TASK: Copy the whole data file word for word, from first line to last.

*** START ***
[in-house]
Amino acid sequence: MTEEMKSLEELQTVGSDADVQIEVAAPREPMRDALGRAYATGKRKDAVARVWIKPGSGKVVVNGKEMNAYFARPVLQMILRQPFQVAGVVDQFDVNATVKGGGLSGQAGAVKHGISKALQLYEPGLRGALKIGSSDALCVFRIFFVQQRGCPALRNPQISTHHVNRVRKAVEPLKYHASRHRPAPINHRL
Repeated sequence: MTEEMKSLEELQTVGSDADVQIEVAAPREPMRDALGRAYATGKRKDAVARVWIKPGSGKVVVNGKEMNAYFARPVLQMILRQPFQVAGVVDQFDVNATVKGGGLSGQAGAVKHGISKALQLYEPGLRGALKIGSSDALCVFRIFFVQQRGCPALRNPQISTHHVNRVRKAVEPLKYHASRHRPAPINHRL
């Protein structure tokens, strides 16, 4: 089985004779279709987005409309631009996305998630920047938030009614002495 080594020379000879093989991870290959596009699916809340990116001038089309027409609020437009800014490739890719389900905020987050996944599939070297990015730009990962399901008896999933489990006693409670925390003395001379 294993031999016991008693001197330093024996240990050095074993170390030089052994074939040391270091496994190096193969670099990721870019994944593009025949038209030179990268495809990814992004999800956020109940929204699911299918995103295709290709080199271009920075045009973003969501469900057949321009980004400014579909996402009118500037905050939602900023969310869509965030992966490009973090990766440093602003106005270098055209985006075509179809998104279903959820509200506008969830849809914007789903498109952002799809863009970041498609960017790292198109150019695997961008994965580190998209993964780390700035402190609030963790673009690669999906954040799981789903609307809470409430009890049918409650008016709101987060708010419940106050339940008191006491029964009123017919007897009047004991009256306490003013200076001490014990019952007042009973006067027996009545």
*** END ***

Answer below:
[in-house]
Amino acid sequence: MTEEMKSLEELQTVGSDADVQIEVAAPREPMRDALGRAYATGKRKDAVARVWIKPGSGKVVVNGKEMNAYFARPVLQMILRQPFQVAGVVDQFDVNATVKGGGLSGQAGAVKHGISKALQLYEPGLRGALKIGSSDALCVFRIFFVQQRGCPALRNPQISTHHVNRVRKAVEPLKYHASRHRPAPINHRL
Repeated sequence: MTEEMKSLEELQTVGSDADVQIEVAAPREPMRDALGRAYATGKRKDAVARVWIKPGSGKVVVNGKEMNAYFARPVLQMILRQPFQVAGVVDQFDVNATVKGGGLSGQAGAVKHGISKALQLYEPGLRGALKIGSSDALCVFRIFFVQQRGCPALRNPQISTHHVNRVRKAVEPLKYHASRHRPAPINHRL
């Protein structure tokens, strides 16, 4: 089985004779279709987005409309631009996305998630920047938030009614002495 080594020379000879093989991870290959596009699916809340990116001038089309027409609020437009800014490739890719389900905020987050996944599939070297990015730009990962399901008896999933489990006693409670925390003395001379 294993031999016991008693001197330093024996240990050095074993170390030089052994074939040391270091496994190096193969670099990721870019994944593009025949038209030179990268495809990814992004999800956020109940929204699911299918995103295709290709080199271009920075045009973003969501469900057949321009980004400014579909996402009118500037905050939602900023969310869509965030992966490009973090990766440093602003106005270098055209985006075509179809998104279903959820509200506008969830849809914007789903498109952002799809863009970041498609960017790292198109150019695997961008994965580190998209993964780390700035402190609030963790673009690669999906954040799981789903609307809470409430009890049918409650008016709101987060708010419940106050339940008191006491029964009123017919007897009047004991009256306490003013200076001490014990019952007042009973006067027996009545």